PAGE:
Obstacles or... OPPORTUNITIES
Vikings and Packers lose
by Dennis Meyer | February 24, 2004
Recently, I have been ruing the fact that the football season has come to a close. In my last column, I focused on the way the season ended for the Vikings: last play of the game, the opponent facing impossible odds (4th and 27), and my Vikings lose. In one’s wildest imagination who could have possibly foreseen the “beloved” Packers losing in much the same way even before that column went to press?
I suggested that just such a circumstance could very well be the impetus that could propel the Vikings into a championship season next year. I will be very interested to see how the Vikings and the Packers respond to the way their seasons ended. Was the disappointing end of the season just another obstacle or... is it an opportunity?
I spoke of a state championship high school football team of which I was fortunate to be a part in the 1980’s. That team had an amazing statistic of having six touchdown drives that were each 99 yards long. That one statistic tells much about a football team.
First of all, coaches at any level will say that one of the most important factors in determining the winner of a game is field position. Where a team starts each offensive possession on the field helps to dictate how many points they will be able to score.
Though the football field is level, coaches see it as if the 50 yard line were a high hill, with each goal line at the same lower height. From one’s own end zone to the 50 yard line is going uphill and from the 50 yard line to the opponent’s goal line is going down hill.
The premise is that the further a team starts from the opponent’s goal line the harder they have to work and the less likely it is that they will score. This is why a good punter is so important. This also helps to explain why 99 yard drives are so very rare, and why six in a season might indicate a championship team.
There is another telling side to that statistic. Six times the opponent was stopped at our goal line. Championship teams do that.
As a coach, the last place you want to see the opponent is “knocking at the doorstep”, i.e., inside your own 10-yard line, but you also understand that in that place champions are made. This is the place of overcoming, the crucible of character development. It is the place of opportunity.
As coaches, a major part of our practice time was spent in teaching players how to react to what the opponent might do on a particular play. An equally important part of the coaching was in teaching players how to respond to particular situations. This was particularly important when facing sudden changes (fumbles, penalties, pass interceptions) or when the opponent was deep in our territory. We taught our players that these situations were all “opportunities”.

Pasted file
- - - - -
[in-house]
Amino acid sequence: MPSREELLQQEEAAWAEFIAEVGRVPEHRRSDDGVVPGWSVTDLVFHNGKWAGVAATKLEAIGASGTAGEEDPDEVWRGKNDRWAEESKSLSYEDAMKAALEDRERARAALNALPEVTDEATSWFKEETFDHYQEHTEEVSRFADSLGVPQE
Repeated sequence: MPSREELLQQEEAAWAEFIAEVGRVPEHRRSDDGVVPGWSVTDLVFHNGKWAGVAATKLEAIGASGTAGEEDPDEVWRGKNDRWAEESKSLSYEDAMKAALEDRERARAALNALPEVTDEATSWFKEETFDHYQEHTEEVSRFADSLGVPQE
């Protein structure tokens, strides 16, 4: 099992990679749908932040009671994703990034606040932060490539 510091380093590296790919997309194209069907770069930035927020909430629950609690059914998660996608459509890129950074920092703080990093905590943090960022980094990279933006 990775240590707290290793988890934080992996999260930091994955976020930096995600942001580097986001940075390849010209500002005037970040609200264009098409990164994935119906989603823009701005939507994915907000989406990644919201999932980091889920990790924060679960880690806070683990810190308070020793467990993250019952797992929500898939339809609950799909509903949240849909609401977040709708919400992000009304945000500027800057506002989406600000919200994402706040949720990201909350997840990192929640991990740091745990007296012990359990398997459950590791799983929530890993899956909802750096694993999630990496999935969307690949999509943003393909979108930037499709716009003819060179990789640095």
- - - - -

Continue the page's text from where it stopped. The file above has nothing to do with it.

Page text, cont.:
We taught that a situation that appeared as if it could be a bad circumstance for us could actually be the best possible situation for us. If we responded in the correct manner difficult situations could be used for our advantage. This was manifested in the state semi-final game in 1984.
We were playing an undefeated team from the northwestern suburbs of the Cities. We had lost three games early in the season, but we were playing very well by the end. With less than three minutes left in the first half we were leading 7-0, but they had the ball, first and goal, on our 4-yard line. On fourth down they were at our one. We stopped them on fourth down. There we faced a situation with which we were not unfamiliar – 99 yards to a touchdown. Three plays later we scored. We were able to get the ball back one more time before half and scored again. We eventually won that game 34-8. What appeared to be a perilous position for us was used as an opportunity to turn a close game, a potential loss, into a decisive victory.
I have been reminded of this game often in the past weeks. Now that the Vikings are done I can turn my undivided attention to the Timberwolves. In them I have seen this same attitude demonstrated often.
Most professional basketball is boring to me. It is difficult to relate to a Tracy McGrady or an Allen Iverson. I see no point in one person taking 30 shots to score 25 points. The players around them seem to stagnate and get worse as the game goes on.
But the Wolves are different. They have possibly the best player in the world in Kevin Garnett. I believe he is because he makes all those that play with him better. When they get in difficult situations, like being down 18 points in the third quarter, they seem to look upon that circumstance as an opportunity. They have had lots of opportunities already this year and in most cases they have turned them into victories. They respond in a championship manner, and a championship may be on the way.
Such is life. None of us will go through this life without facing similar circumstances where everything seems to be against us. The outcome will be dependent upon how we respond to the circumstances. Will they be opportunities where we turn defeat into victory, or just another loss? Coaches are big on cliches, and one that helps to answer this question is an old coaching standard: failing to prepare is most certainly preparing to fail. Life is filled with opportunities, far more than we might imagine. It is our job to recognize them when they come.
This article first appeared in the February 24, 2004 issue of the Voyageur Press.